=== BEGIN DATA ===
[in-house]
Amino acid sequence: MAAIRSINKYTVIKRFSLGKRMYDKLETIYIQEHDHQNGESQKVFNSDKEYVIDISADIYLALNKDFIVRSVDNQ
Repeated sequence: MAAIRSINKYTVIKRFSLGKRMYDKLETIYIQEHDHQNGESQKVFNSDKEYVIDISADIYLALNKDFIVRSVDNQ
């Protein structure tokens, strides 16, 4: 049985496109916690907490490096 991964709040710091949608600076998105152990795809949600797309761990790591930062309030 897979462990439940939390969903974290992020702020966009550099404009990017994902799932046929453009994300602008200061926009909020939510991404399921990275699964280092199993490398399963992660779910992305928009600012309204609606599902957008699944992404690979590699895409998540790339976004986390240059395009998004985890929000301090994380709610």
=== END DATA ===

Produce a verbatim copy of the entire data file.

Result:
[in-house]
Amino acid sequence: MAAIRSINKYTVIKRFSLGKRMYDKLETIYIQEHDHQNGESQKVFNSDKEYVIDISADIYLALNKDFIVRSVDNQ
Repeated sequence: MAAIRSINKYTVIKRFSLGKRMYDKLETIYIQEHDHQNGESQKVFNSDKEYVIDISADIYLALNKDFIVRSVDNQ
């Protein structure tokens, strides 16, 4: 049985496109916690907490490096 991964709040710091949608600076998105152990795809949600797309761990790591930062309030 897979462990439940939390969903974290992020702020966009550099404009990017994902799932046929453009994300602008200061926009909020939510991404399921990275699964280092199993490398399963992660779910992305928009600012309204609606599902957008699944992404690979590699895409998540790339976004986390240059395009998004985890929000301090994380709610």